MGSA CT MAR 2015 Meet


This past week I have the pleasure of attending another MGSA meetup. After announcing the meetup, the community received the sad news that we’d need to find a new home, with our old venue of City Varsity no longer available to us. Luckily a great Plan B was easy to devise as we relocated to Miao, already the Wednesday night home of Cape Town maker-gang, The Modern Alchemists.

With the amount of time I seem to to be spending in Miao, I should consider remaining this blog “No magic, Just Miao”. Honestly, I couldn’t imagine a more excellent space to be frequenting, and the unique venue was a great new home for The Make Games meetup. Quite a change from the serious environment we were used to at City Varsity, the playful venue found itself over-run by game devs. We were possibly a little too spread out for my liking (for future nights setting up more consolidated seating could be good), but past that I thought our new home was an awesome one.

Nic gets things going with Community News. Our touring friends are welcomed back from GDC. Nic provides some much needed clarity on the troubling policy document that the Film and Publication Board published. Then there’s a bit of MGSA housekeeping to do before Nic hands over to the night’s first speaker.

Next month Formula D‘s Marco Rosa will next month be flying to New York to speak at the Annual Games for Change Festival. With the awesome work he and Formula D have been doing, we really couldn’t ask for a better person to be representing South Africa in this setting.

Still formulating his speech for the festival, Marco takes the opportunity to chat to the rest of the community about games for change in South Africa, if people have any suggestions for points he should bring up or messages they’d like to see carried across. I find this subject one of the most fascinating aspects of the potential games hold. I’m personally coming into game design with some quite ambitious long-term plans for making The World a better place through games. After he gets back from the festival, I’d love to see Marco give a report back on the event, what he landed up speaking about, and what he learned from others.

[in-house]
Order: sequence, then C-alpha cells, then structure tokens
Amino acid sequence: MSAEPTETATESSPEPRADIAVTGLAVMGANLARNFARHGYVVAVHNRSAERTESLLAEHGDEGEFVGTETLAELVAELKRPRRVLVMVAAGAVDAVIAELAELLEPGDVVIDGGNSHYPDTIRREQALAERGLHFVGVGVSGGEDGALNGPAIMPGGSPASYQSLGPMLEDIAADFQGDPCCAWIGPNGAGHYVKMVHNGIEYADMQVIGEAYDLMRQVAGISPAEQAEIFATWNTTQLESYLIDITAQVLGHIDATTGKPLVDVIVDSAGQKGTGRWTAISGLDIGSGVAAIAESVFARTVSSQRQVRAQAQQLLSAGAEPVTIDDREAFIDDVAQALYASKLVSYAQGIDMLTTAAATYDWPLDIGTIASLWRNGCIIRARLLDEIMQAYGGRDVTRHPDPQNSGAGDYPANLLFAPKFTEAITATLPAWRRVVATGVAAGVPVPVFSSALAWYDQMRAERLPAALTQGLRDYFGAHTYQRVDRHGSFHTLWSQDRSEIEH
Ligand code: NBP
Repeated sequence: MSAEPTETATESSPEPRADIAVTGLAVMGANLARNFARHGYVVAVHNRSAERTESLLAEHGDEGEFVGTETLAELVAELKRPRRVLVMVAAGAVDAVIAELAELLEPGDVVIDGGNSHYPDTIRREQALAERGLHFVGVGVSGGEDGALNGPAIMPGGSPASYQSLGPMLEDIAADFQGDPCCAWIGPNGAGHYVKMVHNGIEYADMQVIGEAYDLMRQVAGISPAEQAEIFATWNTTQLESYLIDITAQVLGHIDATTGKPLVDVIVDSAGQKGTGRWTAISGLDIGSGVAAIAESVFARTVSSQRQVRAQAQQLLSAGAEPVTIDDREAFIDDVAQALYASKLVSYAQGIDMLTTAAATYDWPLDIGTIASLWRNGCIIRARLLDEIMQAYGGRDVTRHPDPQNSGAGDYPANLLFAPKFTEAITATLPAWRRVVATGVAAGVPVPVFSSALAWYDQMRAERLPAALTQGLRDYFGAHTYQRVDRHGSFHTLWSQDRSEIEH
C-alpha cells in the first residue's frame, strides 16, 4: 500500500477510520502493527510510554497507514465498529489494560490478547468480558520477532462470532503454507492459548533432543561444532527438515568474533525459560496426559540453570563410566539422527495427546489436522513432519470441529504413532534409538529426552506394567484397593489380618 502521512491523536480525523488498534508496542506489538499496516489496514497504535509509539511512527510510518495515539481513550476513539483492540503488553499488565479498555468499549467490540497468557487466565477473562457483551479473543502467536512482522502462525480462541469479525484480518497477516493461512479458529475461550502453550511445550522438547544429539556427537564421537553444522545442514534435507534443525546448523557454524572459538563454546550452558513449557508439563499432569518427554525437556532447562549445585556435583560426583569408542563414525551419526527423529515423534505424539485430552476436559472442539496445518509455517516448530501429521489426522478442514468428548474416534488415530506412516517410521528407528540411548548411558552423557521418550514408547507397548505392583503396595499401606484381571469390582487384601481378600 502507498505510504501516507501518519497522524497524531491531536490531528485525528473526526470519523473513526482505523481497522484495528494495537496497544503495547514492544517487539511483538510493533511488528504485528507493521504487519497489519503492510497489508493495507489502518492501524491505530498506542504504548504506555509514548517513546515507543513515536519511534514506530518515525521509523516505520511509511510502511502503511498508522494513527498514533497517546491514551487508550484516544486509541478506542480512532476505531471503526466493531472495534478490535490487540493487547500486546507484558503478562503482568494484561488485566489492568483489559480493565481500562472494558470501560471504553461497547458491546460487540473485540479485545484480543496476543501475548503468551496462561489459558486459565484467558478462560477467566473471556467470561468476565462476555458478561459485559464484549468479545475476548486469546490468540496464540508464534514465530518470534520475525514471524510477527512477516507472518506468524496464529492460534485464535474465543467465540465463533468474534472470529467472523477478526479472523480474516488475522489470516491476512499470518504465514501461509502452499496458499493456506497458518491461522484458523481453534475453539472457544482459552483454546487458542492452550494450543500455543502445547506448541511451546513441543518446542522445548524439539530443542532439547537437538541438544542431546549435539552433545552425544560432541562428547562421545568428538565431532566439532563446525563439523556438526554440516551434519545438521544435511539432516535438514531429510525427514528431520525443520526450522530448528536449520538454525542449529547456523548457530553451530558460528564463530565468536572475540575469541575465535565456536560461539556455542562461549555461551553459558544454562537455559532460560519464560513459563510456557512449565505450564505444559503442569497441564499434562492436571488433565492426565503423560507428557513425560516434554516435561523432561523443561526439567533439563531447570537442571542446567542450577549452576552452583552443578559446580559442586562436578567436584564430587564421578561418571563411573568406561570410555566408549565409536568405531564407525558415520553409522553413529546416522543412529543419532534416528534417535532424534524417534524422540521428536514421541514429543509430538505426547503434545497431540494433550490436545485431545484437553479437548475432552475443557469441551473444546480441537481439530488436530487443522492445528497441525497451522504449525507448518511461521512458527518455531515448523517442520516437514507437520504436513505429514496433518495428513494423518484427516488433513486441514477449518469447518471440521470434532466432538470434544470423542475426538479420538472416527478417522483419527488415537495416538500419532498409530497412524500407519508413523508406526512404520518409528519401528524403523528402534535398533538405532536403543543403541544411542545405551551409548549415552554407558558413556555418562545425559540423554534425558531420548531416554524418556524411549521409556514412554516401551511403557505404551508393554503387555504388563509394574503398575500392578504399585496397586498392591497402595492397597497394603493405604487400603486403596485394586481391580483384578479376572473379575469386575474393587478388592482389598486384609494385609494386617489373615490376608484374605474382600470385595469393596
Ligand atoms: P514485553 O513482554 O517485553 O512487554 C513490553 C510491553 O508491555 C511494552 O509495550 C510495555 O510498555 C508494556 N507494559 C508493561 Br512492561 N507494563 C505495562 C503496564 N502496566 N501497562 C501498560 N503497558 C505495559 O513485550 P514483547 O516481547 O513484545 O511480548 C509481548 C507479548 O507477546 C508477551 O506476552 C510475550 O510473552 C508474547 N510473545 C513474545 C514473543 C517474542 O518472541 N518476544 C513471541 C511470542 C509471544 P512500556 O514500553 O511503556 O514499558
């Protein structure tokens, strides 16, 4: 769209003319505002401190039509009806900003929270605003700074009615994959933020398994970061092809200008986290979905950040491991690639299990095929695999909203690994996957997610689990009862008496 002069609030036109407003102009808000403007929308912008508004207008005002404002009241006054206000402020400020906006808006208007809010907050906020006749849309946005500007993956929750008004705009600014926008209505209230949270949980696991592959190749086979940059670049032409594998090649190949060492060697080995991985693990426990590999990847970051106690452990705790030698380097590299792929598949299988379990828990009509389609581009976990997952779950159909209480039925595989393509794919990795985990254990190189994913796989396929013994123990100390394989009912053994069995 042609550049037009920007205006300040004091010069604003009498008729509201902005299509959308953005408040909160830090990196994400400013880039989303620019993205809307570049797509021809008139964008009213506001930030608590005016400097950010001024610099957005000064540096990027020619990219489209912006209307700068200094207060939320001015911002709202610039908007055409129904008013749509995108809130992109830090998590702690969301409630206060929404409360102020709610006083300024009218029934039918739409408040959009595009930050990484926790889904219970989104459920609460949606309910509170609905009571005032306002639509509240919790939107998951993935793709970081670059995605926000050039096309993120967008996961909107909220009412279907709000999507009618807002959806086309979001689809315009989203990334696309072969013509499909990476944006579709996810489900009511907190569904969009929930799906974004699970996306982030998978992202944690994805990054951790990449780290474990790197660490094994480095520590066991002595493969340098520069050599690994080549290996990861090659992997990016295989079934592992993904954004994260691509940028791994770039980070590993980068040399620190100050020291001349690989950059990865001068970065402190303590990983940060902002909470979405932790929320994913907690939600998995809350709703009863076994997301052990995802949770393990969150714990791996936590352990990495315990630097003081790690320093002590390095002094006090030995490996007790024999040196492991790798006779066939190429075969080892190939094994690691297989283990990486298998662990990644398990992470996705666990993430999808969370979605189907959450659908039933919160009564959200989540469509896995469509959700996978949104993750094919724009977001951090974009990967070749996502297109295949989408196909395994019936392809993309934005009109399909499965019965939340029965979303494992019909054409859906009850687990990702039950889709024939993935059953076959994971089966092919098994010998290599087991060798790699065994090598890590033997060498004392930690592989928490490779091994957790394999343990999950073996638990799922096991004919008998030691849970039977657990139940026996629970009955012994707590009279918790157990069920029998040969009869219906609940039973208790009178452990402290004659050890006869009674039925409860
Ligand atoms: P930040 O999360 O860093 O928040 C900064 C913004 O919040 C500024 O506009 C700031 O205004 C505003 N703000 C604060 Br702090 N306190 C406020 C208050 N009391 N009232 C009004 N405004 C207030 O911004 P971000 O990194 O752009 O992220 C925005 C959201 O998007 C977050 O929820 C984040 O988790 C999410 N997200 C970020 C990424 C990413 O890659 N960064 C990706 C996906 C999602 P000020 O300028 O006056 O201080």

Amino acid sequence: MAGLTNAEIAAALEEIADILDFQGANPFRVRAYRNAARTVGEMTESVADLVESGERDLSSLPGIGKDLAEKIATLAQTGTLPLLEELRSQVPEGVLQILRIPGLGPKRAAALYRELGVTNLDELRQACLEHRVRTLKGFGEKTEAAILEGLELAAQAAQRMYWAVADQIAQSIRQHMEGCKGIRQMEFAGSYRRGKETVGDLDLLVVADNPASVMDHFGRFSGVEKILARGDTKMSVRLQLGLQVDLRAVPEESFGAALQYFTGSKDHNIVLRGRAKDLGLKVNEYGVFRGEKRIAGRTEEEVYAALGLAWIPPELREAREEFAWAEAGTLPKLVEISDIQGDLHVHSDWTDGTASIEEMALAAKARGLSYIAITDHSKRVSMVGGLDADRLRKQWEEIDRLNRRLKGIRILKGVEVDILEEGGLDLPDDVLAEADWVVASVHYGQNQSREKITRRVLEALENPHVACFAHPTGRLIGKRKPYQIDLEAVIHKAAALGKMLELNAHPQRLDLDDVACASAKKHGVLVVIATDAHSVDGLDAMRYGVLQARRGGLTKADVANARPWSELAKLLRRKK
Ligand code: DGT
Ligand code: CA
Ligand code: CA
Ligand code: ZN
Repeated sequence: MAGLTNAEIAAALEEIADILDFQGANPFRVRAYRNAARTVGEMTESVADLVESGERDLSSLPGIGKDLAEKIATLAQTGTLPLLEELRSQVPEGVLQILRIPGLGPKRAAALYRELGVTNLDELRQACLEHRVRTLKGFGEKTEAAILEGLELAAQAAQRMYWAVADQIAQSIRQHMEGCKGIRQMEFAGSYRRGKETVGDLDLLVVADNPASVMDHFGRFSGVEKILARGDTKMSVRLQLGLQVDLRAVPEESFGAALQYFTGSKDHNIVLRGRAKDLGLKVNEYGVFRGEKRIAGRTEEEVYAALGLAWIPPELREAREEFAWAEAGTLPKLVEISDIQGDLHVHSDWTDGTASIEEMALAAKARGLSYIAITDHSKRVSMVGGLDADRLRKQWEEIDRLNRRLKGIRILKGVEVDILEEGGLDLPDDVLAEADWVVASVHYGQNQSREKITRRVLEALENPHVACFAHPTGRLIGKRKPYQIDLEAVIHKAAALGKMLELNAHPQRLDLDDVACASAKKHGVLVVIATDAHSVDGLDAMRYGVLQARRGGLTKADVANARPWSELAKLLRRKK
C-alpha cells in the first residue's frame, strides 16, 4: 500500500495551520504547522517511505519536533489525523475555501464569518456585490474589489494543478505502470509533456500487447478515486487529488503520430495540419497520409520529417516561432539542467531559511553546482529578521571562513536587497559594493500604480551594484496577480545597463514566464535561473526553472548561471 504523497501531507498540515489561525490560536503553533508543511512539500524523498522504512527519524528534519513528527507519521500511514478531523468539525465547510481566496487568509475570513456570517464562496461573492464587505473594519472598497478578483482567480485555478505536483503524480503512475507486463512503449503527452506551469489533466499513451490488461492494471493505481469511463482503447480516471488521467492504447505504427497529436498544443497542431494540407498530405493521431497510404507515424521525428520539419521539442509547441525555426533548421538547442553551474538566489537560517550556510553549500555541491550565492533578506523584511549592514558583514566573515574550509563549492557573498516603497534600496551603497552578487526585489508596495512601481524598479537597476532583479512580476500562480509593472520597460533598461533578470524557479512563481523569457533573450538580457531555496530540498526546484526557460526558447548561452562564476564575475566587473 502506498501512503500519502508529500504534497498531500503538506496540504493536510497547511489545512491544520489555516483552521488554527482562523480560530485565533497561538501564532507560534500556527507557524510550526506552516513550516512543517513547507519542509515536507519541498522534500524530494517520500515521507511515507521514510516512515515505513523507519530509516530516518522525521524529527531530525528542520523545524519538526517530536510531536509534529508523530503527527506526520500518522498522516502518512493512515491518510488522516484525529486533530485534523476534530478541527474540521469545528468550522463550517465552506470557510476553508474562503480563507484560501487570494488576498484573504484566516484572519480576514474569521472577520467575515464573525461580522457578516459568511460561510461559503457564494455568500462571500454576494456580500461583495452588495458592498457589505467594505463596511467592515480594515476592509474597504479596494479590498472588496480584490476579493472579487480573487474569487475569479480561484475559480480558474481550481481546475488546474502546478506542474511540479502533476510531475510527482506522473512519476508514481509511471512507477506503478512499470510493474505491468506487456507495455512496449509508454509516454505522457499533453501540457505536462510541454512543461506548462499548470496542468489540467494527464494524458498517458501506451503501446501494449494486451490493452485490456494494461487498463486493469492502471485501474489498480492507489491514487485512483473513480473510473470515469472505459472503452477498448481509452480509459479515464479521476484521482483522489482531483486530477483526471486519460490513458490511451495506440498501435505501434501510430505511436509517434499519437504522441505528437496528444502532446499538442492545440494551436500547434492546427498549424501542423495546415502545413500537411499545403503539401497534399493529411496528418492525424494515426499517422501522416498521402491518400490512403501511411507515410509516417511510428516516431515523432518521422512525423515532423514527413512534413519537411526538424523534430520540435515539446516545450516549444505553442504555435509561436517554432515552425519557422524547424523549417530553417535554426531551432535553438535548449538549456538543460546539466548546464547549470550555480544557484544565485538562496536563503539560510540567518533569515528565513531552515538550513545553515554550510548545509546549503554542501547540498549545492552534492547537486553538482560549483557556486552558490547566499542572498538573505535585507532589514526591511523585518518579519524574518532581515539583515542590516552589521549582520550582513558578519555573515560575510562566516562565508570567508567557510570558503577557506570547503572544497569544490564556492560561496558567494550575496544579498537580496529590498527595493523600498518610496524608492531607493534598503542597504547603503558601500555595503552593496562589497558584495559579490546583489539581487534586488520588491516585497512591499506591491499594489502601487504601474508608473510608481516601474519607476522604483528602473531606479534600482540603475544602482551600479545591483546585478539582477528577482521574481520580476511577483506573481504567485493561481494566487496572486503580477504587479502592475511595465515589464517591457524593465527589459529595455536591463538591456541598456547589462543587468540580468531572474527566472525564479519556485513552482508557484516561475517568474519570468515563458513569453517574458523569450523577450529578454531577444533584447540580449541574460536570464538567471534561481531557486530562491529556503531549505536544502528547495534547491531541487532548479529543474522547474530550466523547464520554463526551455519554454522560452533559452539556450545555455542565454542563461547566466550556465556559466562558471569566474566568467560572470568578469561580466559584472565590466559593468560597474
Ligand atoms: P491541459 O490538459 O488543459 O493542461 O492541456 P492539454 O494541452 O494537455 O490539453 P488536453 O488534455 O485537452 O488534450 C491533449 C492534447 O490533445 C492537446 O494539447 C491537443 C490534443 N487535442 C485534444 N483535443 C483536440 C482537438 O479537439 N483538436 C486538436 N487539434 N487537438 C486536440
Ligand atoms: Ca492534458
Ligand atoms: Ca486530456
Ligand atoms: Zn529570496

Next up Retro Epic’s Megan takes the stage. Observant readers would note this is the third meetup in a row where the studio has had something to share. It really seems they’re one of the most constantly busy and driven collectives within the community.

This month Megan is showing off the completed trailer for their upcoming iOS puzzler, A Day In The Woods. As I mentioned in last month’s post, this game looks beautiful and I’m dead keen to try it out. With the title launching this Thursday, I’ll be able to do that very soon!